Viewers will quickly notice that most of the stars featured are a shell of themselves, thanks to the ravages of time and years on the road. Punishment in the ring is one thing, but the lengths they went just to be able to get up every morning are looked at in-depth in this eye-opening documentary; you won’t want to miss it.

Some mat legends like Ox Baker, George "The Animal" Steele, Don Fargo, and Jimmy Snuka passed away before the film’s premiere and never saw it completed. 350 Days, in many instances, captures the last recorded images of these stars.

350 Days: The Movie

Photo Credit: 350 Days, Happy Fish Productions.

You can read all about the making of 350 Days starring 38 wrestlers in total, including Bret Hart and the late "Superstar" Billy Graham, and get information on where you can purchase this fantastic documentary that took six years to make here.

Evan Ginzburg certainly has a lot of wonderful stories to tell. If you would like to learn more about his life in wrestling before The Wrestler and 350 Days, you can go here.

Under the Radar Wrestling Documentaries Worth Seeking Out


"When the late, great film critic Roger Ebert gave a wrestling documentary 3 1/2 stars and raved about it, I listened. And the man was right. THIS is one of the five best wrestling documentaries EVER made."

Sadly, a few of these didn’t get the distribution they deserved.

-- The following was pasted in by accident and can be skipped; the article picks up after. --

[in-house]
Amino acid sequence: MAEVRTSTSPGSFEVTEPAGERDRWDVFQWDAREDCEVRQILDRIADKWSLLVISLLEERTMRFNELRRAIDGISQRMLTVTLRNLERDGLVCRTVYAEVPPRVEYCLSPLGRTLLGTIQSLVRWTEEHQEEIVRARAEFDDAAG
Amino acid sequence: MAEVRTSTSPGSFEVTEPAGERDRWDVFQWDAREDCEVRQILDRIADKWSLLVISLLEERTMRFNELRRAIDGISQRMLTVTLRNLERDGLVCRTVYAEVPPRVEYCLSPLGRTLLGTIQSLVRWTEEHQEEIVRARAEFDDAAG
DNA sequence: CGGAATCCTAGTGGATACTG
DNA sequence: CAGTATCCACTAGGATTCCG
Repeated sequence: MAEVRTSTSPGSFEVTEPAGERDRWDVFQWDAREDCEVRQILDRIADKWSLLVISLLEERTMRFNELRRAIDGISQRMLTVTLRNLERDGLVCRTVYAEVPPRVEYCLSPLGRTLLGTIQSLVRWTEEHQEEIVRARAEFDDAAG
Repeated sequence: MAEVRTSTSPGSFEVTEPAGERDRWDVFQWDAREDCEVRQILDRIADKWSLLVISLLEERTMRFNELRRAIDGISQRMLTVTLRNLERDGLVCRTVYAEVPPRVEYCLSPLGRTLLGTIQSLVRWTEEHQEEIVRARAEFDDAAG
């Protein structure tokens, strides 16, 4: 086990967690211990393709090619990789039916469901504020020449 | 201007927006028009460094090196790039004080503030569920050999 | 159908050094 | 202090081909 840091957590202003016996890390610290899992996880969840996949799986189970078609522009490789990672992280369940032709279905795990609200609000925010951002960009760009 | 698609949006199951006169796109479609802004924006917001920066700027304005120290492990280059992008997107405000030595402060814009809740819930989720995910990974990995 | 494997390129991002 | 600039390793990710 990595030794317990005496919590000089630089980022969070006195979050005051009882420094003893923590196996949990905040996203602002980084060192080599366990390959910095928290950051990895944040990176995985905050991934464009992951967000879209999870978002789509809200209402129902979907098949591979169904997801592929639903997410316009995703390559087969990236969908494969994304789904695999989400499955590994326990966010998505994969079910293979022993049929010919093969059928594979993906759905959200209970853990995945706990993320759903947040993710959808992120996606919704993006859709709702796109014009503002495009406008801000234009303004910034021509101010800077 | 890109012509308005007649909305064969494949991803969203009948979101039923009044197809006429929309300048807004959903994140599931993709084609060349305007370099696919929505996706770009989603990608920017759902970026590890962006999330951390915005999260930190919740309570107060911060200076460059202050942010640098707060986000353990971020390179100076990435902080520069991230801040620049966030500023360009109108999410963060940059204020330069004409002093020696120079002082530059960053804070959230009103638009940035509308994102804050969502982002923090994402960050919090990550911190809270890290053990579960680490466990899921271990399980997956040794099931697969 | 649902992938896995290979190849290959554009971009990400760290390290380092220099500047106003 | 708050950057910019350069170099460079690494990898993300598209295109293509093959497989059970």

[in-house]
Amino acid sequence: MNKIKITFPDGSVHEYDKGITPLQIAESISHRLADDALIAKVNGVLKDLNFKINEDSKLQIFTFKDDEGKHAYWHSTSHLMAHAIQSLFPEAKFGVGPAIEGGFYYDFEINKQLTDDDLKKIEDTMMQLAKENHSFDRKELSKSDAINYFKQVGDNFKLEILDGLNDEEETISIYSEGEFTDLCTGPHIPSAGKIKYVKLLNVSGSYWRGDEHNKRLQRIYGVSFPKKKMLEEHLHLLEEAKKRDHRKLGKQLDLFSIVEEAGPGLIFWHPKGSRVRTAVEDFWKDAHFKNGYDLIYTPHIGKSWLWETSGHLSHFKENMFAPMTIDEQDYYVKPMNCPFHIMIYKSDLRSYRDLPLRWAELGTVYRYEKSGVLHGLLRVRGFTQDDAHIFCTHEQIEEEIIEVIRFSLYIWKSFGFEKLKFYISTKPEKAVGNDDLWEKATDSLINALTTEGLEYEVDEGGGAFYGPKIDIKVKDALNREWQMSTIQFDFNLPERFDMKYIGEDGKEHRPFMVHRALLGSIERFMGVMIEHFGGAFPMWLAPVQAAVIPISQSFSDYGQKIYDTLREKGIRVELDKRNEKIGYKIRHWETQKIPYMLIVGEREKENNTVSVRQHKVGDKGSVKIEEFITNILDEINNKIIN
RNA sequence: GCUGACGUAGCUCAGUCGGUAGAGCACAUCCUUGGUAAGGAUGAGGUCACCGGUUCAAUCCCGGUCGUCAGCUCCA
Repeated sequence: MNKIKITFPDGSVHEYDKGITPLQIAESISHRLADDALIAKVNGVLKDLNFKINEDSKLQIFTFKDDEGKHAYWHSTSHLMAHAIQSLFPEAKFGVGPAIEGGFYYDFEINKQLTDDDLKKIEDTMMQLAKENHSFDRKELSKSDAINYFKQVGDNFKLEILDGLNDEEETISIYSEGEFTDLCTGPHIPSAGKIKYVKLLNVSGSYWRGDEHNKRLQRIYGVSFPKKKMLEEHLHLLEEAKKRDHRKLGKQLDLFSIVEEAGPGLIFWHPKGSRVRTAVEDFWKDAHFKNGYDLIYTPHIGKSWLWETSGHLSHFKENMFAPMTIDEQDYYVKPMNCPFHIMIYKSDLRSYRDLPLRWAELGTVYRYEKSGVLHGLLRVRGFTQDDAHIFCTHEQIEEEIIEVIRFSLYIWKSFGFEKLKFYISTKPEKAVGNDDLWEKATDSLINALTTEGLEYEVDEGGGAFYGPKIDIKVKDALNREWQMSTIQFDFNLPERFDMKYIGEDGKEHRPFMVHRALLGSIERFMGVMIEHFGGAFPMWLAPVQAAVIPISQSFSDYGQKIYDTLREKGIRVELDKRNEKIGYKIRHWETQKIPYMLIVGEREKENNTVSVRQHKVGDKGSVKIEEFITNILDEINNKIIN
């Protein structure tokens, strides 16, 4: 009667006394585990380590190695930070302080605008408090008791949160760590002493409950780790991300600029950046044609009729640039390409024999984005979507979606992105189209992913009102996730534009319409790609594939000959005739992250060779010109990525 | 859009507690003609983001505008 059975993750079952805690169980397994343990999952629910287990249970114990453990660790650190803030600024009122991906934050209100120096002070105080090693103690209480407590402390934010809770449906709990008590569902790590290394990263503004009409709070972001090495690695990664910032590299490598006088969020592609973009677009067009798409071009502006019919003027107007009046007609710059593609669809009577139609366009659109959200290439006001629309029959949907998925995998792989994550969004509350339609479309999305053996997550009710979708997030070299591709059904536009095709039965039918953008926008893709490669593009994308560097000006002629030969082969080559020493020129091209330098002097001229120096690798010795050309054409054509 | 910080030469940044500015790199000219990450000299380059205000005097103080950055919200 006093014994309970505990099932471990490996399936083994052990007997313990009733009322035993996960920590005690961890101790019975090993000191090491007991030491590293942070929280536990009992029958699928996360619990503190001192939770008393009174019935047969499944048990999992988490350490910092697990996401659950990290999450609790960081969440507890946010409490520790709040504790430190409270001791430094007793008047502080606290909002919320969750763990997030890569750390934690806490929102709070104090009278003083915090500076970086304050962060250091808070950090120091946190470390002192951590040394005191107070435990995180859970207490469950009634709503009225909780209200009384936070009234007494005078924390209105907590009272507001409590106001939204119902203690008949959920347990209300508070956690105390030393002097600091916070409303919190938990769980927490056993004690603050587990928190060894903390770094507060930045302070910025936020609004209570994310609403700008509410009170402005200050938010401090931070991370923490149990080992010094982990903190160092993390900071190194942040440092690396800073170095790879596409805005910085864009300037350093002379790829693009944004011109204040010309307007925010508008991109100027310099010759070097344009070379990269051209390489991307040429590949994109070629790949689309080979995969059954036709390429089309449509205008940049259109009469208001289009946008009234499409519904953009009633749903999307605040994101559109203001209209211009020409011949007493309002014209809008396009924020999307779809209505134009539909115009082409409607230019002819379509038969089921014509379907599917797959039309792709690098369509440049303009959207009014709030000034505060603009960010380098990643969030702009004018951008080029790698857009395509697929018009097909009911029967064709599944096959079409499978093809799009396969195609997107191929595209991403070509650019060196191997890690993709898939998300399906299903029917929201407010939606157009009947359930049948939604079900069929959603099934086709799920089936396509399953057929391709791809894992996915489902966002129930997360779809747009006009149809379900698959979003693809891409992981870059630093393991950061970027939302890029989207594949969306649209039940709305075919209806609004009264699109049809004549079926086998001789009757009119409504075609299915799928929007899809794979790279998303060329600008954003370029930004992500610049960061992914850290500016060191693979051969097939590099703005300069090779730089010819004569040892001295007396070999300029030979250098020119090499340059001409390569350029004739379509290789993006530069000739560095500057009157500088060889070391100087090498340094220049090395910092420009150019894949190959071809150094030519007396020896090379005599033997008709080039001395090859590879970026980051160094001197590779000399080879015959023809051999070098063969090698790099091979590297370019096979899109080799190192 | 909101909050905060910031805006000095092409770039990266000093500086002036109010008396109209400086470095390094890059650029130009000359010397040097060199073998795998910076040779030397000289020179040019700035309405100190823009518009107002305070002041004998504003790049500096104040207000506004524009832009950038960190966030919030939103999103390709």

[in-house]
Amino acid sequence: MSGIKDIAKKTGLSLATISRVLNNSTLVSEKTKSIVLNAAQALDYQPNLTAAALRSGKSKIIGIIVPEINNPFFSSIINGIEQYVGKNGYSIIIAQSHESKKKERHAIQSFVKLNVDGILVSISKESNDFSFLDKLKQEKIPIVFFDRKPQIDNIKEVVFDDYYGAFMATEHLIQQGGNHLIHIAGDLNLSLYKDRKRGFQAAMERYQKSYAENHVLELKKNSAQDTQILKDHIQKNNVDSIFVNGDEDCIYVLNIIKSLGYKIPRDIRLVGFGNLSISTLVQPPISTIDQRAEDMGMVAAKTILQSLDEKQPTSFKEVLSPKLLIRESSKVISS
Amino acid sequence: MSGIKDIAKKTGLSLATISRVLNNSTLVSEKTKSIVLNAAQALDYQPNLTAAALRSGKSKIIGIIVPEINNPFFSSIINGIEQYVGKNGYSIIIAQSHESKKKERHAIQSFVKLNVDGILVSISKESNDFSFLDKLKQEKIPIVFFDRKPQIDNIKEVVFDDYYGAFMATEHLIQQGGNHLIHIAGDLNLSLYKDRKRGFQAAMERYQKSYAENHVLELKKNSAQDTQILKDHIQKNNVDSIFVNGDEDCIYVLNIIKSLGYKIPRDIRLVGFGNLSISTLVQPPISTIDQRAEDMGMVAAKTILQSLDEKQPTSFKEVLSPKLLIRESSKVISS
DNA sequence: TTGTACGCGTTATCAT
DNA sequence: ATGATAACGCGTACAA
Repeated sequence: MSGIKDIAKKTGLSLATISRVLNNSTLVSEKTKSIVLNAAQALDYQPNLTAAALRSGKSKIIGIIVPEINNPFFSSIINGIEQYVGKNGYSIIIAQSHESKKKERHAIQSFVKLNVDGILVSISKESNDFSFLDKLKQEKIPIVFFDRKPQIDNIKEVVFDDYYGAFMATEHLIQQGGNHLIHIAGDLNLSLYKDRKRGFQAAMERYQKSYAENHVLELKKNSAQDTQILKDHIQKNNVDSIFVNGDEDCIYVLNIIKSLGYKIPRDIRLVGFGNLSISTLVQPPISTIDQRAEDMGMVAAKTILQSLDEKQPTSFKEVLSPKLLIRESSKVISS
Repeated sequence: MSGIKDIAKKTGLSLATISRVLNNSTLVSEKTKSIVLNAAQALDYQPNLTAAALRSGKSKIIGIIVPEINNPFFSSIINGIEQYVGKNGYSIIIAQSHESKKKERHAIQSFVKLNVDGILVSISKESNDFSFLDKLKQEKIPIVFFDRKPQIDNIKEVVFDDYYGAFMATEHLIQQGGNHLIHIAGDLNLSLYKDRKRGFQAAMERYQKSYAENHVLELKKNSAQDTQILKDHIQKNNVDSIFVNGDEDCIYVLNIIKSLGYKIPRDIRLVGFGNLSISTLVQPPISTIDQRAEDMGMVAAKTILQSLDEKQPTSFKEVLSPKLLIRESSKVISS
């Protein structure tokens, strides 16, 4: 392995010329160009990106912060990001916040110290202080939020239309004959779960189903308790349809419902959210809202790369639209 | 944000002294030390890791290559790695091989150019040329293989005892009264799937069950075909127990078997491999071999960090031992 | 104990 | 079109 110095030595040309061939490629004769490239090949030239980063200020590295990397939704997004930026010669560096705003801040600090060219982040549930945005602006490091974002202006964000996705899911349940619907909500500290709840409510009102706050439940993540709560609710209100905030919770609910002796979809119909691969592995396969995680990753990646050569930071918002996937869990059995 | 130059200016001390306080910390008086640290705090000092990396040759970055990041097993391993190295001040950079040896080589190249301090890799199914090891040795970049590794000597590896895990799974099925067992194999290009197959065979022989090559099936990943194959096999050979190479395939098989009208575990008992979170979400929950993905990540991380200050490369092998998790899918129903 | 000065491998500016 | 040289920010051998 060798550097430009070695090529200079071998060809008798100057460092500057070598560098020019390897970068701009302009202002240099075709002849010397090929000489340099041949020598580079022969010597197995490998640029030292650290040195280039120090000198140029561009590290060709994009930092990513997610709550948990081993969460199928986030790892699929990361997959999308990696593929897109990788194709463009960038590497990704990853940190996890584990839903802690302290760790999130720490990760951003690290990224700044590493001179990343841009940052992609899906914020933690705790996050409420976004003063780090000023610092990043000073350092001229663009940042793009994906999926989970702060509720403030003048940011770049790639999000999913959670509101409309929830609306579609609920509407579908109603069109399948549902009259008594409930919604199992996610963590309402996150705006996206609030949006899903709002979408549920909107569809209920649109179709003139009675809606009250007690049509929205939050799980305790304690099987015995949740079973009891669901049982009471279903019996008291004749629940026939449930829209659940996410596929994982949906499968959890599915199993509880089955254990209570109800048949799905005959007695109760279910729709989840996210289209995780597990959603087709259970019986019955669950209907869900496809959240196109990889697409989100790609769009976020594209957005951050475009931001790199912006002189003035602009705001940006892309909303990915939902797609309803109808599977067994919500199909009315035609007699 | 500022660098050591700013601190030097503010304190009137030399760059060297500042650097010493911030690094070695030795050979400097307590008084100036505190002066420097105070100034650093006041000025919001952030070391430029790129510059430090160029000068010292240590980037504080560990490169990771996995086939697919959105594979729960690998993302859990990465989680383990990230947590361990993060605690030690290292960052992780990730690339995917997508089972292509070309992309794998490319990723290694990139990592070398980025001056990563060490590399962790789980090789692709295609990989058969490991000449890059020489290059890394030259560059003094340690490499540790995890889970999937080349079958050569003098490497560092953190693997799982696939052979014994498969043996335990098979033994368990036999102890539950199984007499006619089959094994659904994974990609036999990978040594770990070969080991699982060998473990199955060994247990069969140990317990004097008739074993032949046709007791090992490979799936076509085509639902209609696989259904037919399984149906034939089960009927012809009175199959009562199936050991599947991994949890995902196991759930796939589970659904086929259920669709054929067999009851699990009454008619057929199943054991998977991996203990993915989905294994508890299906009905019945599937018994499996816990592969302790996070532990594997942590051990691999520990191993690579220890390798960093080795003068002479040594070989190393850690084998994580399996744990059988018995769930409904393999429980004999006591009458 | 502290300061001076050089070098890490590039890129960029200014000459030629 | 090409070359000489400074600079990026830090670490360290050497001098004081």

Wrestler Movie Appearances You May Have Missed!

"It was even nominated for Worst Picture at the Stinkers Bad Movie Awards!"

Most of us know of Dwayne “The Rock” Johnson’s blockbusters, Roddy Piper in John Carpenter’s They Live, and Dave Bautista’s recurring role as Drax in the Guardians of the Galaxy franchise.

However, these wrestler movie appearances often fall under the radar!

Celebrities You May Not Know Were Wrestling Fans!

15 Celebrities You May Not Know Were Wrestling Fans!

From Hollywood A-listers to chart-topping musicians, we reveal the hidden world of celebrity wrestling fandom!

Read: “15 Celebrities You May Not Know Were Wrestling Fans!”

Rick Rude: A Ravishing Man with a Tragic End

Rick Rude was more than "Ravishing."
Photo Credit: WWE.

“He refused to budge.”

Rick Rude was a unique, once-in-a-lifetime kind of wrestler. He went by the nickname “Ravishing” — and rightfully so. He had a solid moveset, great looks, and unbridled arrogance with the in-ring skill to back it up. He played hard in the ring but even harder out of it.

Learn his tragic story.

Mr Perfect Curt Hennig – A Great Life with an Unfortunate End

On camera, Curt Hennig was arrogant, and he backed up his Mr. Perfect persona brilliantly. However, outside of the ring, it was a different story. Here is the story of an extraordinary life with an unfortunate end.

On camera, Curt Hennig was arrogant, and he backed up his Mr. Perfect persona brilliantly. However, outside of the ring, it was a different story.

Learn the story of an extraordinary life with an unfortunate end.

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Javier Ojst is an old-school wrestling enthusiast currently residing in El Salvador. He's been a frequent guest on several podcasts and has a few bylines on TheLogBook.com, where he shares stories of pop culture and retro-related awesomeness. He has also been published on Slam Wrestling and in G-FAN Magazine.